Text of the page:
It’s been a long time since I’ve blogged. It’s been a long time since I’ve had a project I was super jazzed about. But I had one earlier this month, and I figure these are good images to break the dry spell with.
I spent a few days in late June and early July following the three young women on the St. Paul Rodeo Court. After meeting them at a function earlier in the week, we got to talking about their schedule on the first day of the rodeo. They planned to wake up at 2 am, get in full hair and makeup, get their horses ready, start TV interviews… and that was only until 10 am. They still had afternoon appearances and the opening night of the rodeo to ride in. I knew I wanted to be there in the early hours of the morning as they got ready, and, after asking me if I was serious, they happily agreed to let me join them early in the morning. So on Friday I got up at 3 am and drove to St. Paul.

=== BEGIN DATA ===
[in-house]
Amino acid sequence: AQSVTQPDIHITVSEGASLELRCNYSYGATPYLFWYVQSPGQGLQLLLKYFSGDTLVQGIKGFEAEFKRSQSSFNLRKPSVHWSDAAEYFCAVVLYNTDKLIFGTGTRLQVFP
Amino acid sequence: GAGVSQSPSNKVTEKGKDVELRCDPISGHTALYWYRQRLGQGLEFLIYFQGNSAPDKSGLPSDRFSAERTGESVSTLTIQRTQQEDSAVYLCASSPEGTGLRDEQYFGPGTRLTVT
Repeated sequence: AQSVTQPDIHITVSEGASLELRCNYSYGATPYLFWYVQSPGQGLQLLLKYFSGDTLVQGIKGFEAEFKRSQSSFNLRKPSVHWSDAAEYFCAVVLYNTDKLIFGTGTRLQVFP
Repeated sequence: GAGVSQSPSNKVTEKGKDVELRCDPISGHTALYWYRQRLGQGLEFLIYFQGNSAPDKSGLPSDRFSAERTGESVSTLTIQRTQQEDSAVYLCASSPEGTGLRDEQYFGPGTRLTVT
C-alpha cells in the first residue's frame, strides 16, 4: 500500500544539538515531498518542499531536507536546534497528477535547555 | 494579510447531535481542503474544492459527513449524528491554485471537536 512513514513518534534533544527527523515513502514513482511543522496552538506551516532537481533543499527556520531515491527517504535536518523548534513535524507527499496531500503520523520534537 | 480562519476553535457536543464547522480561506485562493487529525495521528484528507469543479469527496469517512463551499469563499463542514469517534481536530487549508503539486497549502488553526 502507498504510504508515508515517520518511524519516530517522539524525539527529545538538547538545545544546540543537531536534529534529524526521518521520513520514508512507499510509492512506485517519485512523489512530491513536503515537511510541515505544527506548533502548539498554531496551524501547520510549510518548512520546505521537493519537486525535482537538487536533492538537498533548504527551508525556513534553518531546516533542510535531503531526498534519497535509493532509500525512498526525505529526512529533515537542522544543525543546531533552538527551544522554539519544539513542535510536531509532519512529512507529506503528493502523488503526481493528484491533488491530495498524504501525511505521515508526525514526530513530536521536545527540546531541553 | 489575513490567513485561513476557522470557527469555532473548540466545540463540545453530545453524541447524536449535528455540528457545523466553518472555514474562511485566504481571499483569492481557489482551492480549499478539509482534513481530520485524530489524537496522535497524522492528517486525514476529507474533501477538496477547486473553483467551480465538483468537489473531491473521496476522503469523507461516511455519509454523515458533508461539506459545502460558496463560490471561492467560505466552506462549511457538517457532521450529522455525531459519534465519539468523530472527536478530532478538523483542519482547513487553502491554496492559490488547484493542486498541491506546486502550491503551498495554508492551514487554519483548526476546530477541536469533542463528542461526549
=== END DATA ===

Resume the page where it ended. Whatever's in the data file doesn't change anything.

I spent much of the day with the court, their families, and members of the rodeo, and over the course of that nearly 20-hour day I learned a lot. Yes, about horses and rodeos, but also about family and community. St. Paul is a small town that hosts the nation’s largest Fourth of July rodeo, and it was a treat to get a glimpse of the hard work that everyone pours into the event. Including the court.
The three young women – Melanie, Morgan and Britney – are smart and funny, hardworking and dedicated. Being on the court is more than looking pretty and waving. They needed exceptional horsemanship skills, a large knowledge base of rodeo history, and the ability to work a crowd and make conversation with everyone from the smallest fans to the oldest community members.
Watching the camaraderie between the three – who met when they tried out for the court, and have now spent months together traveling across the state – was great fun. I would also be remiss if I didn’t mention how welcoming their families and friends were; the court continuously told me they couldn’t have done the job without their family. I can see why.
In short, I couldn’t have asked for a better group to work with. There are always things I wish I could improve on, always things I wish I’d done better. But I came away excited again about work and making images, and that is such an invaluable feeling.